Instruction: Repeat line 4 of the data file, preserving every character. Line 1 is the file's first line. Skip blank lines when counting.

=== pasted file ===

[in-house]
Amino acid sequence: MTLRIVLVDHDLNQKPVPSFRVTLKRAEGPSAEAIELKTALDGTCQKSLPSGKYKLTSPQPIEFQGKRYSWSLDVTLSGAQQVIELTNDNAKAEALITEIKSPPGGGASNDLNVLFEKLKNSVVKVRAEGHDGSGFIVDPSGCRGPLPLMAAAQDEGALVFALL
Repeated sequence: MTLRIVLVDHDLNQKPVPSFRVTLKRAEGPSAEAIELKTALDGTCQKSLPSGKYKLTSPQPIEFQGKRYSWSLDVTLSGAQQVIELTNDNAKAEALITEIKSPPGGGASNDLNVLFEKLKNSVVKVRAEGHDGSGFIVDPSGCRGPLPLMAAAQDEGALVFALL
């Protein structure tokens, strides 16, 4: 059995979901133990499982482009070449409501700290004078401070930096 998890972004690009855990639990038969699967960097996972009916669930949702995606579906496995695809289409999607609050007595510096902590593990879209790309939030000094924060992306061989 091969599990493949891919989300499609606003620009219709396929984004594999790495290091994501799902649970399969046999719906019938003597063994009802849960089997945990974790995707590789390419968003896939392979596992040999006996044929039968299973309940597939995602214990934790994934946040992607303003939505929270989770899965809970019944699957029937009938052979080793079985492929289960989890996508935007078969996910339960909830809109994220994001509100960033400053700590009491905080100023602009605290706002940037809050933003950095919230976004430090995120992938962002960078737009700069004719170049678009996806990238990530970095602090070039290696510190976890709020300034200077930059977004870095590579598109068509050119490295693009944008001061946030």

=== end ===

């Protein structure tokens, strides 16, 4: 059995979901133990499982482009070449409501700290004078401070930096 998890972004690009855990639990038969699967960097996972009916669930949702995606579906496995695809289409999607609050007595510096902590593990879209790309939030000094924060992306061989 091969599990493949891919989300499609606003620009219709396929984004594999790495290091994501799902649970399969046999719906019938003597063994009802849960089997945990974790995707590789390419968003896939392979596992040999006996044929039968299973309940597939995602214990934790994934946040992607303003939505929270989770899965809970019944699957029937009938052979080793079985492929289960989890996508935007078969996910339960909830809109994220994001509100960033400053700590009491905080100023602009605290706002940037809050933003950095919230976004430090995120992938962002960078737009700069004719170049678009996806990238990530970095602090070039290696510190976890709020300034200077930059977004870095590579598109068509050119490295693009944008001061946030």